[sdiy] Techniques for Multiplying MIDI Clock frequency?
brianw at audiobanshee.com
Fri Dec 24 06:57:28 CET 2021
On Dec 23, 2021, at 19:06, mskala at northcoastsynthesis.com wrote:
> On Thu, 23 Dec 2021, Brian Willoughby wrote:
>> I'm not sure what this "high bandwidth" mechanism is, other than the
>> fact that Full Speed is a lot faster than 31.25 kbaud.
> I've seen over 40 poll/NAK sequences per frame (maybe over 70; both
> numbers are in my memory but I'm not sure the faster one was actually with
> working code) between my host and USB-MIDI keyboard when the host had
> nothing better to do than poll as fast as it could. I ended up
> implementing a token-bucket rate limiter because I wanted to allow it to
> poll more than once per frame, but not at an unlimited rate.
What operating system was serving as the USB Host?
I primarily use Mac OS X, so I have no control over how often the Host does Bulk polling because my application is designed to communicate directly with CoreMIDI instead of the USB Host driver. You can't really control the Host from your Device firmware anyway, and perhaps you don't want to try limiting things. So long as the Device responds saying "I don't have any Bulk data for you right now," then everything should work normally.
> PIC24 16-bit
> microcontroller, 16MHz instruction clock; not a hugely powerful computer
My USB-MIDI Device firmware experience is with the PIC18 8-bit MCU with a 48 MHz clock.
There are two USB firmware stacks from Microchip for the PIC18 (at the time I worked on this). One is for the normal firmware, the alternate stack is for the firmware updates that are supported over USB. The latter is slightly stripped down because it needs to fit within a finite section of Flash code memory, and it doesn't usually need to support product-specific features. I noticed that each of these two stacks had a history of bug fixes across releases, and while they were fairly well documented, it wasn't entirely clear that all bugs had been fixed in both. So, I painstakingly mapped out all of the bug fixes in the various revisions, and made sure that they were applied to both stacks. I may have also added some features to the "firmware update over USB" code because I wanted to enable switching into and out of firmware update mode without forcing the user to manually power cycle. I don't think Microchip supported the USB DFU standard at the time I was working (probably because DFU may not have even been finalized yet). So I recall spending some time implementing DFU, although I can't recall whether it was successful in a compatible way.
These Microchip USB stacks are all in C, and the chip has hardware support for the timing-critical stuff anyway. All you need to do is implement the details that make your USB Device unique compared to the average USB Device. They didn't provide a USB-MIDI driver at the time, but USB-MIDI is a very simple layer on top of the generic USB Device. Just set up Bulk endpoints for IN and OUT, group data into 4-byte USB-MIDI messages, and that's it. The rest of the code is basic MIDI (although I always thought it was a severe oversight that the USB-MIDI message has the same 4-bit command encoded twice in every message, making it rather difficult to know which one to honor if they happen to be different).
> Of course, that is with no real MIDI data being sent - it couldn't
> be transferring full 64-byte packets at that rate because it would exceed
> the bus bandwidth, and the host would also hit some limit on how fast it
> could actually do anything useful with the MIDI data. But I was impressed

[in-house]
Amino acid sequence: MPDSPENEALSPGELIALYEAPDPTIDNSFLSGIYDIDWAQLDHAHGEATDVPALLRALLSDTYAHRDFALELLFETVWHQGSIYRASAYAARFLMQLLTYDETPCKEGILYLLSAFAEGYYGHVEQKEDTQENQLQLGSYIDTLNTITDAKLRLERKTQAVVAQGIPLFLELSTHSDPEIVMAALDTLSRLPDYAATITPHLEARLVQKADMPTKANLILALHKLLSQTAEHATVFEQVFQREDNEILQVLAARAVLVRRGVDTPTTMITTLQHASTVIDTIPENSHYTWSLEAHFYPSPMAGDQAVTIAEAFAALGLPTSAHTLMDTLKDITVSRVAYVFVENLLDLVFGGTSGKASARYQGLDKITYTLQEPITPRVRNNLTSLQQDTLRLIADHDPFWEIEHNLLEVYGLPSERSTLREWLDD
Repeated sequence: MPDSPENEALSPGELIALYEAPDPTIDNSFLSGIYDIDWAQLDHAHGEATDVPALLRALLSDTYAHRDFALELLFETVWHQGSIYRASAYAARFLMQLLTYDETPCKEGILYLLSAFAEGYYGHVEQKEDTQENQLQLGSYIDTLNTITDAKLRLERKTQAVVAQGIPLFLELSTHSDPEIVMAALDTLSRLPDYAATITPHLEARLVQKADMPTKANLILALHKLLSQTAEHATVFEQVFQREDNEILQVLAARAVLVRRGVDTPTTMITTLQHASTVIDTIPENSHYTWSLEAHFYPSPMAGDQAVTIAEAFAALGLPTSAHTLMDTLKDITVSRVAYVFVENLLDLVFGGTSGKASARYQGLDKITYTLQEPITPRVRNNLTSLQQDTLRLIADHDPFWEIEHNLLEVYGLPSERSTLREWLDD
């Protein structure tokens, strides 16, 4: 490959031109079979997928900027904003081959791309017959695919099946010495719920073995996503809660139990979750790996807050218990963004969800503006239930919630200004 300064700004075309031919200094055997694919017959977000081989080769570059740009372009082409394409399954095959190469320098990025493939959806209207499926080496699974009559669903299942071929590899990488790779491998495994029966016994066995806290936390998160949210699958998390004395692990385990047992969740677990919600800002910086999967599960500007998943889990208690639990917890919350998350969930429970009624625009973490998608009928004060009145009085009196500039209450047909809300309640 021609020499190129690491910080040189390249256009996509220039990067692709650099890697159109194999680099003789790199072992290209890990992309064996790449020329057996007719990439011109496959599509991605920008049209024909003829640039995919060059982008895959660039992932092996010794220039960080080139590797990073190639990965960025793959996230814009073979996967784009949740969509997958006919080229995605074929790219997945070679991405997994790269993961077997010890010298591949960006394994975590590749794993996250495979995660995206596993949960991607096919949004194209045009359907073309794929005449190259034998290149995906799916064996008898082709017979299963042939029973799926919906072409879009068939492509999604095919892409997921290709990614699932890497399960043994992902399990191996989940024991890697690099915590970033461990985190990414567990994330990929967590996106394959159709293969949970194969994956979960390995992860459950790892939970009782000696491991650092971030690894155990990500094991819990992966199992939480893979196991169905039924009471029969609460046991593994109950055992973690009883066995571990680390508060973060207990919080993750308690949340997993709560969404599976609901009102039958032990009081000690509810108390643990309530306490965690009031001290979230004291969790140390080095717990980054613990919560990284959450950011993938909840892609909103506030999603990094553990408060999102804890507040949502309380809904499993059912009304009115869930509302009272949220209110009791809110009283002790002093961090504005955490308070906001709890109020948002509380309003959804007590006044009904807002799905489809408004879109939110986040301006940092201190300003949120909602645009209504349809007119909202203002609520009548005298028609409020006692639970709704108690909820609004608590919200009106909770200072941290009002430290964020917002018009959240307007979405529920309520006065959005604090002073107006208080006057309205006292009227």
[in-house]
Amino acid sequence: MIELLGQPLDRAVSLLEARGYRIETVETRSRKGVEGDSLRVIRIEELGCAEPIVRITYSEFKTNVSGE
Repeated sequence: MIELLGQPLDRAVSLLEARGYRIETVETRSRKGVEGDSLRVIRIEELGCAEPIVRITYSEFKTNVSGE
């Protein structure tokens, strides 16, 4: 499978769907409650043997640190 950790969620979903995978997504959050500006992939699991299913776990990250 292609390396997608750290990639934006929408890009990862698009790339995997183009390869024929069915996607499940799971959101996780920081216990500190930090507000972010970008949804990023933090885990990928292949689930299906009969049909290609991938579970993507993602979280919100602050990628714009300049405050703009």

> that the keyboard had no trouble keeping up with the host.
I believe that USB allows multiple 64-byte Bulk packets per USB frame. It's up to the Host to schedule these appropriately while accounting for the minimum required Isochronous transfers plus other endpoint types. There's a table in the USB spec that shows the maximum number of Bulk transfers of various sizes, and you can see how the advertised USB bandwidth can never really be reached. It's also obvious that smaller packets reduce the bandwidth because each packet has overhead.
The way the Microchip PIC18 USB stack worked is that the Device code would queue up Bulk data ahead of time, and then whenever the Host scheduled a Bulk transfer the PIC18 firmware would set up DMA for the Bulk data. Various firmware settings made it easy to avoid going over 64 bytes per packet, or responding to a poll when there was nothing to send, and also handled Bulk packets that were shorter than the maximum (64-byte) size.
I recall doing some sort of benchmark. Either I counted packets per frame and came up with "3" or I put the frame number into the USB-MIDI data stream and noticed that there were 3 USB-MIDI messages in the same frame.
I assume that I could have optimized this by building a packet queue, where each new USB-MIDI message was added to a given packet until there were 16 USB-MIDI messages in the packet, and then moving on to fill additional packets. I could have used that table from the USB spec to see the maximum number of packets that might be needed in a single frame, plus maybe a little extra to allow queuing USB-MIDI messages for the next frame.
As it was, my code was throttled to 16 USB-MIDI messages so that the firmware was only working on one packet at a time. There was some sort of handshaking so that when a packet was sent to the Host, the queue of 16 was reset to allow more USB-MIDI messages to be added. I forget the details, but I assume that 3 messages of actual USB-MIDI data payload was probably not the actual maximum.
>> My most recent project was to write USB Host firmware without an
>> operating system of any kind. It was somewhat annoying because even
> On what chip?
Texas Instruments TM4C1294 ARM, 32-bit, 120 MHz.
Texas Instruments provides several firmware examples including isochronous audio and USB Hub support. I didn't have to write the Hub support myself, but I did have to figure out how to combine multiple examples into a single piece of firmware that both supported a Hub and my Device.